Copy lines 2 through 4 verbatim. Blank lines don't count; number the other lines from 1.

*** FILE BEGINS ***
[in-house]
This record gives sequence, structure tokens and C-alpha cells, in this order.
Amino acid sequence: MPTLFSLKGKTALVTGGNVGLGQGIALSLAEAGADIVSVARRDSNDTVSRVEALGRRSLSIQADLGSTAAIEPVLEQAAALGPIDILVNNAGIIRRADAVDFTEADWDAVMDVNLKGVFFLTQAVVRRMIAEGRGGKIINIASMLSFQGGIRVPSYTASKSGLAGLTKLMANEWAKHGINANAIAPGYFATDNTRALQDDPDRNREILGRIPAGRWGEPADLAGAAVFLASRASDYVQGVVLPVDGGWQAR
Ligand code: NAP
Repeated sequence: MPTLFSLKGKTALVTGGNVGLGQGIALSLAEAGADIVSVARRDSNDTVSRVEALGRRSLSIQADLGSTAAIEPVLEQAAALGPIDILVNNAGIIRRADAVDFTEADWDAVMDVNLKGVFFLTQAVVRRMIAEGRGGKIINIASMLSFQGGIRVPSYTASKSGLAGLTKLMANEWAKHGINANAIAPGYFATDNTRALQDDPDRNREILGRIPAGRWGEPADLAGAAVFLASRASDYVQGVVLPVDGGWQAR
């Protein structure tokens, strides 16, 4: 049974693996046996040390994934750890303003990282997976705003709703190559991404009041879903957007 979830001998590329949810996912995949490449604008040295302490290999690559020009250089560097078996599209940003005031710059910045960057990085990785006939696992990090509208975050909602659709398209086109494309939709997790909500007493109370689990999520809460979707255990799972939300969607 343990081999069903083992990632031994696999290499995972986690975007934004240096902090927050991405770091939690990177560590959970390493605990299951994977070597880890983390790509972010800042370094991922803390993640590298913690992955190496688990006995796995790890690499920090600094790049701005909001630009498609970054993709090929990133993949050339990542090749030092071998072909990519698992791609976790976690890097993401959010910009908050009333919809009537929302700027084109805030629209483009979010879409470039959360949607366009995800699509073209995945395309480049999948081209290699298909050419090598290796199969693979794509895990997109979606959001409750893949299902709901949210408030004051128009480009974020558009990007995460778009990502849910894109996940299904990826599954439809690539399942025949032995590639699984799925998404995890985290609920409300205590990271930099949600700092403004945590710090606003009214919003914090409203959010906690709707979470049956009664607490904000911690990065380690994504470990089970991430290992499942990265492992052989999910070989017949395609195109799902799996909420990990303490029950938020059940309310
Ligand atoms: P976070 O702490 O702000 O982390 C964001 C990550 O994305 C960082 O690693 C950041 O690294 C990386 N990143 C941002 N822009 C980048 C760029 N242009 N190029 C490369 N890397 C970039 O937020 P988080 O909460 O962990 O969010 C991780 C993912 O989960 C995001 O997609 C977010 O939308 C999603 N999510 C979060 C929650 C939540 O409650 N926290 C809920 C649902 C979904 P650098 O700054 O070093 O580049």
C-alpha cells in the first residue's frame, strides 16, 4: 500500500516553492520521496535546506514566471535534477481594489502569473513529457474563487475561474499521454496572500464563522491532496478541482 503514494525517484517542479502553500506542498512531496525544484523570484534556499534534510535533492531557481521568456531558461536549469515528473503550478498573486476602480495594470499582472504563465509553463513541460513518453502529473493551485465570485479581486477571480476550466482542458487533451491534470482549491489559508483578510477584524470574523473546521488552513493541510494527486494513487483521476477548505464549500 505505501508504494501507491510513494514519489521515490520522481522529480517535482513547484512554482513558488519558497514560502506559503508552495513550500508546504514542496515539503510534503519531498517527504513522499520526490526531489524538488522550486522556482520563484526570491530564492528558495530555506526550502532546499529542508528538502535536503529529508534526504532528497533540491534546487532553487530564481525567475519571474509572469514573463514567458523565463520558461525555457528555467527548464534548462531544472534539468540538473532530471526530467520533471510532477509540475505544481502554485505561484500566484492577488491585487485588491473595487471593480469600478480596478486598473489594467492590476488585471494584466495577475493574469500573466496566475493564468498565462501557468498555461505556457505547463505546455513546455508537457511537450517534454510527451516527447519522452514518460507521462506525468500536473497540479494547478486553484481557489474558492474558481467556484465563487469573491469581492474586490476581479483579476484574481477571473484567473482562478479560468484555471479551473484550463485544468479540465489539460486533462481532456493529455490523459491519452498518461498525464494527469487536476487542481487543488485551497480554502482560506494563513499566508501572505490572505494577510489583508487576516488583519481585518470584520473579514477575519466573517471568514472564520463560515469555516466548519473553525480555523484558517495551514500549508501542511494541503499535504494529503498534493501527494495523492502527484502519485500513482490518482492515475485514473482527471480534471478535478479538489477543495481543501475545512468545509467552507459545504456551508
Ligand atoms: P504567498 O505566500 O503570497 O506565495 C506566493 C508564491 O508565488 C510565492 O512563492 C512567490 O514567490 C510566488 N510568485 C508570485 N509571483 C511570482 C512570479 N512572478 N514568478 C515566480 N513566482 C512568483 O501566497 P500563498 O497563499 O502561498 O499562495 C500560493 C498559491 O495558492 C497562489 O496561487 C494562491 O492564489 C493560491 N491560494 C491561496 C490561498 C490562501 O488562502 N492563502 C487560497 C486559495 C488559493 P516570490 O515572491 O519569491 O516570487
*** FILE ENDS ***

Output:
This record gives sequence, structure tokens and C-alpha cells, in this order.
Amino acid sequence: MPTLFSLKGKTALVTGGNVGLGQGIALSLAEAGADIVSVARRDSNDTVSRVEALGRRSLSIQADLGSTAAIEPVLEQAAALGPIDILVNNAGIIRRADAVDFTEADWDAVMDVNLKGVFFLTQAVVRRMIAEGRGGKIINIASMLSFQGGIRVPSYTASKSGLAGLTKLMANEWAKHGINANAIAPGYFATDNTRALQDDPDRNREILGRIPAGRWGEPADLAGAAVFLASRASDYVQGVVLPVDGGWQAR
Ligand code: NAP